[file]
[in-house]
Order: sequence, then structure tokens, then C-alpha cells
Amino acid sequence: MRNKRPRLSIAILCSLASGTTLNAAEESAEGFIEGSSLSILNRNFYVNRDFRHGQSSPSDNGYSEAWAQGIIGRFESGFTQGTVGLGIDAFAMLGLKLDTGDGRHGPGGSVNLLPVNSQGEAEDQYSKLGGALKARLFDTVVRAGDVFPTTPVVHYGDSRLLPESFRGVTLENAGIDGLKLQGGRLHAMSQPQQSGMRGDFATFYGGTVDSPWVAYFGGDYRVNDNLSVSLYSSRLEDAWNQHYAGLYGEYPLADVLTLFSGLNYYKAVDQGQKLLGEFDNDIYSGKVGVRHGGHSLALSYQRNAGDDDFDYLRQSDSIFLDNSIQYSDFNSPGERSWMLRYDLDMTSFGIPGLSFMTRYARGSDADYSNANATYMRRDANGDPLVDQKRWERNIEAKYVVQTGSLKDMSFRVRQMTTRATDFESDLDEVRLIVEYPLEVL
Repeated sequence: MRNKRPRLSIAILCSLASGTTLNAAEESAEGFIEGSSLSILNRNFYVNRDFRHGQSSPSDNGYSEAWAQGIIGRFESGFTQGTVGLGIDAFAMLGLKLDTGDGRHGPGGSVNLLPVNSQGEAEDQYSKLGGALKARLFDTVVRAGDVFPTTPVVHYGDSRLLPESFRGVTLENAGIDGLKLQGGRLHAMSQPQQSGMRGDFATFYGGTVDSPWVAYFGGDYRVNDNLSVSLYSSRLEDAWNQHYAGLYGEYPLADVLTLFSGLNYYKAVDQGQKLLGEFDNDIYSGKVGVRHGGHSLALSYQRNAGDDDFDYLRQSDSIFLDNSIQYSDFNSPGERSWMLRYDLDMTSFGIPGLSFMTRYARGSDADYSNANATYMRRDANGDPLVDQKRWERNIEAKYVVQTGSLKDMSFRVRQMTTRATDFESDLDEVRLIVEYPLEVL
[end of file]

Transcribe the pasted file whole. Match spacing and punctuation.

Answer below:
[in-house]
Order: sequence, then structure tokens, then C-alpha cells
Amino acid sequence: MRNKRPRLSIAILCSLASGTTLNAAEESAEGFIEGSSLSILNRNFYVNRDFRHGQSSPSDNGYSEAWAQGIIGRFESGFTQGTVGLGIDAFAMLGLKLDTGDGRHGPGGSVNLLPVNSQGEAEDQYSKLGGALKARLFDTVVRAGDVFPTTPVVHYGDSRLLPESFRGVTLENAGIDGLKLQGGRLHAMSQPQQSGMRGDFATFYGGTVDSPWVAYFGGDYRVNDNLSVSLYSSRLEDAWNQHYAGLYGEYPLADVLTLFSGLNYYKAVDQGQKLLGEFDNDIYSGKVGVRHGGHSLALSYQRNAGDDDFDYLRQSDSIFLDNSIQYSDFNSPGERSWMLRYDLDMTSFGIPGLSFMTRYARGSDADYSNANATYMRRDANGDPLVDQKRWERNIEAKYVVQTGSLKDMSFRVRQMTTRATDFESDLDEVRLIVEYPLEVL
Repeated sequence: MRNKRPRLSIAILCSLASGTTLNAAEESAEGFIEGSSLSILNRNFYVNRDFRHGQSSPSDNGYSEAWAQGIIGRFESGFTQGTVGLGIDAFAMLGLKLDTGDGRHGPGGSVNLLPVNSQGEAEDQYSKLGGALKARLFDTVVRAGDVFPTTPVVHYGDSRLLPESFRGVTLENAGIDGLKLQGGRLHAMSQPQQSGMRGDFATFYGGTVDSPWVAYFGGDYRVNDNLSVSLYSSRLEDAWNQHYAGLYGEYPLADVLTLFSGLNYYKAVDQGQKLLGEFDNDIYSGKVGVRHGGHSLALSYQRNAGDDDFDYLRQSDSIFLDNSIQYSDFNSPGERSWMLRYDLDMTSFGIPGLSFMTRYARGSDADYSNANATYMRRDANGDPLVDQKRWERNIEAKYVVQTGSLKDMSFRVRQMTTRATDFESDLDEVRLIVEYPLEVL